References in periodicals archive ?
we know we can't eat the calf that's been fatted or the seed
Phrases derived from or popularised by the King James Bible Let there be light - Gen 1:3 Turned the world upside down - Acts 17:6 Escaped with the skin of my teeth - Job 19:20 The root of the matter - Job 19:28 Be horribly afraid - Jeremiah 2:12 Stand in awe - Psalms 4:4 How are the mighty fallen - II Samuel 1:19 Killed the fatted calf - Luke 15:27 Blessed are the peacemakers - Matthew 5:9 Fell flat on his face - Numbers 2:31 A lamb to the slaughter - Isaiah 53:7 Put words in his mouth - Exodus 4:15 A thorn in the flesh - II Corinthians 12:7 Suffer little children - Luke 18:16 There was no room for them in the inn - Matthew
PHRASES which are derived from or popularised by the King James Bible include: 'let there be light' - Gen 1:3 'turned the world upside down' - Acts 17:6 'escaped with the skin of my teeth' - Job 19:20 'the root of the matter' - Job 19:28 'be horribly afraid' - Jeremiah 2:12 'stand in awe' - Psalms 4:4 'how are the mighty fallen' - II Samuel 1:19 'killed the fatted calf' - Luke 15:27 'blessed are the peacemakers' - Matthew 5:9 'fell flat on his face' - Numbers 2:31 'a lamb to the slaughter' - Isaiah 53:7 'put words in his mouth' - Exodus 4:15 'a thorn in the flesh' - II Corinthians 12:7 'suffer little children' - Luke 18:16 'there was no room for them in the inn' - Matthew 2:7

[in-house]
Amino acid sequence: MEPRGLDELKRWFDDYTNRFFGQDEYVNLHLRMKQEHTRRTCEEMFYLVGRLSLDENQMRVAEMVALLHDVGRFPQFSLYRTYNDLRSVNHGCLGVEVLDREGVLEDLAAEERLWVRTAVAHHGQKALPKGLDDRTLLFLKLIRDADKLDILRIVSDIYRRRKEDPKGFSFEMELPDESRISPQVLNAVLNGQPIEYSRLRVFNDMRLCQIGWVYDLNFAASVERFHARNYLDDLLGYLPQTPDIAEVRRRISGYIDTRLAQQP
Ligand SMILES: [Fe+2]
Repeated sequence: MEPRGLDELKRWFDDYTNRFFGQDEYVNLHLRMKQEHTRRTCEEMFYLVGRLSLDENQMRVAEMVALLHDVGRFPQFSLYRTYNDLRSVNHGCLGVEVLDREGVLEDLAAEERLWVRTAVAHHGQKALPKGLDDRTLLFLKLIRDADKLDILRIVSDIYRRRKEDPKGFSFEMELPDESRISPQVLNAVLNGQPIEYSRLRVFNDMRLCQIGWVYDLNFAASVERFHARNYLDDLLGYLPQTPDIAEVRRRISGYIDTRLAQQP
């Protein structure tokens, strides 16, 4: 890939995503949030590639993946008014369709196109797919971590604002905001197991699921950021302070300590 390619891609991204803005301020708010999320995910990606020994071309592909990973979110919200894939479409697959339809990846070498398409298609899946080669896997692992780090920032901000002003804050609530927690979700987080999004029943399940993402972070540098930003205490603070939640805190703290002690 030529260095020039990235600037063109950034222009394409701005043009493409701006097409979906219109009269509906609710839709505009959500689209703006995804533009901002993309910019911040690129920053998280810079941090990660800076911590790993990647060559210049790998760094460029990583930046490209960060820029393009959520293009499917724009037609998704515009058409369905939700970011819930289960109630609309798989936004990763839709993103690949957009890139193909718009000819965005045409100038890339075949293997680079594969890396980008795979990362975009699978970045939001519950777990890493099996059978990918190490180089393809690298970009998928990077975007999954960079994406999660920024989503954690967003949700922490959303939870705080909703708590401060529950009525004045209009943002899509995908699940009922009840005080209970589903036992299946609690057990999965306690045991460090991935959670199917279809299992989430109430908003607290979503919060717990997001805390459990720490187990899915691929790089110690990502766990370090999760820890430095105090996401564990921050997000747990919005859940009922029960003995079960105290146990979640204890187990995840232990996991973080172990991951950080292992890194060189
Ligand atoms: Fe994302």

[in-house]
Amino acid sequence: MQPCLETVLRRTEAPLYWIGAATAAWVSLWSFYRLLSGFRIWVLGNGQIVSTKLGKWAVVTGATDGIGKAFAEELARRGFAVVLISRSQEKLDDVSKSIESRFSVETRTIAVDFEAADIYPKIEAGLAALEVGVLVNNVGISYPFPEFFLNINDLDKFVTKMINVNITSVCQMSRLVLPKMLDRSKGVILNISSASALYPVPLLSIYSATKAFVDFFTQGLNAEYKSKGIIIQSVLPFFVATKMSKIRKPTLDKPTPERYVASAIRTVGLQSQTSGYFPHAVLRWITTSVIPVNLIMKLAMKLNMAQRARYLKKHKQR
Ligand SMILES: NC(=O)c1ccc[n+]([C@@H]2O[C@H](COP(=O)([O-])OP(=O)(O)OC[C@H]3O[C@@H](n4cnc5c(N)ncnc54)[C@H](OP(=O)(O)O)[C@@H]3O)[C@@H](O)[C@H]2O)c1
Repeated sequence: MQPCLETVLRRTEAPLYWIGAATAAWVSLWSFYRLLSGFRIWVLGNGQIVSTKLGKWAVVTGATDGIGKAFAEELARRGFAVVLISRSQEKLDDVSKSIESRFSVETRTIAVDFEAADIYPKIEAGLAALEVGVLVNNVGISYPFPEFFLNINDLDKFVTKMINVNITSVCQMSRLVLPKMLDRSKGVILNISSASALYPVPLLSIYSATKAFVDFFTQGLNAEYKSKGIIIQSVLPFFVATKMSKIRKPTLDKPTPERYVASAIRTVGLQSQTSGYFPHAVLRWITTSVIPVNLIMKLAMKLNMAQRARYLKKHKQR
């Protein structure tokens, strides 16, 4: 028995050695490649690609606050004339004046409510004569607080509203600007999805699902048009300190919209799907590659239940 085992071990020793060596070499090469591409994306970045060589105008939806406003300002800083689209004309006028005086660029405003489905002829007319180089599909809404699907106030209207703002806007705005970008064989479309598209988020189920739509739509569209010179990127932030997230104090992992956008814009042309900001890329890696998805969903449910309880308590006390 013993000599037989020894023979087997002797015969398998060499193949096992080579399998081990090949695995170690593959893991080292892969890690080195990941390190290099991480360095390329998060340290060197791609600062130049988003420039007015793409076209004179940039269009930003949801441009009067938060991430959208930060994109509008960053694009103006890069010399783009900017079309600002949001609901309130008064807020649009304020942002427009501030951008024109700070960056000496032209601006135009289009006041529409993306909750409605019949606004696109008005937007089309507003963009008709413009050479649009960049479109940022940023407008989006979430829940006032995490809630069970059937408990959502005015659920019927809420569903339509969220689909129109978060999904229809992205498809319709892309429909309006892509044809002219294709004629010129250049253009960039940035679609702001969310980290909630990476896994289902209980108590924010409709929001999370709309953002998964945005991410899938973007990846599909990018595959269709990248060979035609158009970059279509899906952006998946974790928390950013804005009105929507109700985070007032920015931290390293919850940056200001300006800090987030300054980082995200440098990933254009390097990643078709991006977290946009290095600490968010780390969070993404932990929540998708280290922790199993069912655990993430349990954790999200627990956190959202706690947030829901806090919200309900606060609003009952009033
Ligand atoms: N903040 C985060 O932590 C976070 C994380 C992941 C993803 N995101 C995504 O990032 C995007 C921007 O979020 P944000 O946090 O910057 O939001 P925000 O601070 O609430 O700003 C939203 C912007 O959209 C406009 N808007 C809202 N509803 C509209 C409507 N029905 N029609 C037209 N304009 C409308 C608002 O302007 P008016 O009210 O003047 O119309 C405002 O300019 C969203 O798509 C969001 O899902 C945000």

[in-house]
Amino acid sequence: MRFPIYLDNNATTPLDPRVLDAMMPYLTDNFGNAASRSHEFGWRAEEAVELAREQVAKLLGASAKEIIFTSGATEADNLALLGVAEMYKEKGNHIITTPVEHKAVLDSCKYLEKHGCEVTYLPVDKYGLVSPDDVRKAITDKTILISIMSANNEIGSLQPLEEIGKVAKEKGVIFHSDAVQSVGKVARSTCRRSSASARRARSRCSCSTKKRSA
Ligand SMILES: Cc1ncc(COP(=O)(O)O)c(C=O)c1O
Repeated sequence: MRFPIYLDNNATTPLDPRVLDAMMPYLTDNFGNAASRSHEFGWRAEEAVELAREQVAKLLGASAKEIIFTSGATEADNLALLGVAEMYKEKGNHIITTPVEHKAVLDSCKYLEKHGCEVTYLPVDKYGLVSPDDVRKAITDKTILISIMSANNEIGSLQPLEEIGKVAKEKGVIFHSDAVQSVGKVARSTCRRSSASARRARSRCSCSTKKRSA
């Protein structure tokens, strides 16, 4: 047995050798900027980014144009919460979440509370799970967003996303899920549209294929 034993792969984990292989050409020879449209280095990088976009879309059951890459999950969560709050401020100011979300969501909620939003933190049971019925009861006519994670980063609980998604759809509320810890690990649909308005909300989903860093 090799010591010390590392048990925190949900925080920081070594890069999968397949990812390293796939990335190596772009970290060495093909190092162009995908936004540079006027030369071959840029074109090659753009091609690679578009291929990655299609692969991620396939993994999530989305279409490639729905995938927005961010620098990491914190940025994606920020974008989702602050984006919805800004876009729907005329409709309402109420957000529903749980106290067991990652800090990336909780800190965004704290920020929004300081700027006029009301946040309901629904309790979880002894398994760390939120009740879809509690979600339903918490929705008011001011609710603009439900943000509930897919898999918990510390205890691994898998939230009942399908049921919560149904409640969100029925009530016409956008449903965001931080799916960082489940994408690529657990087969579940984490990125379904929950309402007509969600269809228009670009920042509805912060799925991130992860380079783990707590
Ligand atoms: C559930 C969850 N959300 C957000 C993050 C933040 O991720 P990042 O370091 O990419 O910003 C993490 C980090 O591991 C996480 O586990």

For many in racing this book is a bible, albeit a bible whose purchase price demands the killing of a whole herd of fatted calves.
Even the atheist Christopher Hitchens, writing in Vanity Fair, acknowledged its impact: "The Tyndale/King James translation, even if all its copies were to be burned, would still live on in our language through its transmission by way of Shakespeare and Milton and Bunyan and Coleridge, and also by way of beloved popular idioms such as 'fatted calf and 'pearls before swine.'"
Even on the news post announcing Irby's retirement, commentators identified Irby as a "disgrace to journalism," a parrot for GOP talking points, and a "fatted" (sic)--as if to prove his very point.
In the Parable of the Prodigal Son (Luke 15:11), the elder son is jealous when his father kills the fatted calf to celebrate the return of the younger son, saying: "You never offered me so much as a kid for me to celebrate with my friends."
Even though you offer me your burnt offerings and cereal offerings, I will not accept them, and the peace offerings of your fatted beasts I will not look upon.
"The Lump": We tussle through the night/to the erotic of bombs./In the morning we order infantry thumbs/and the peppered brains of an admiral.//We lounge for days and nibble/through the gruesome of the Sunday paper.//When the bellhop finds us, our bodies/have fatted into taffy, and our parents,/unaffected, scoop from our formless forms/the shape of a child.
1 Napa's Fatted uses grass-fed beef and a bit of bourbon in their cure, resulting in a jerky with deep meaty flavor, lots of smoke, and a little tang.
Unlike the A-B deal, however, ABI would not find itself with a fatted calf ready for draconian cost cuts.
Speakers: John Stewart, Black Pig Bacon; Taylor Boetticher, The Fatted Calf; Stephen Stryjewski, Cochon; Sheana Davis, The Epicurean Connection, Inc.
Seeing the lad far off, he runs to embrace him, calls the relatives to come over, and plans to kill the fatted calf out back.
Or he may have found time to delve into the Bible and ruminate over the parable of the prodigal, which explains the metaphysics of slaying the fatted calf for a prodigal.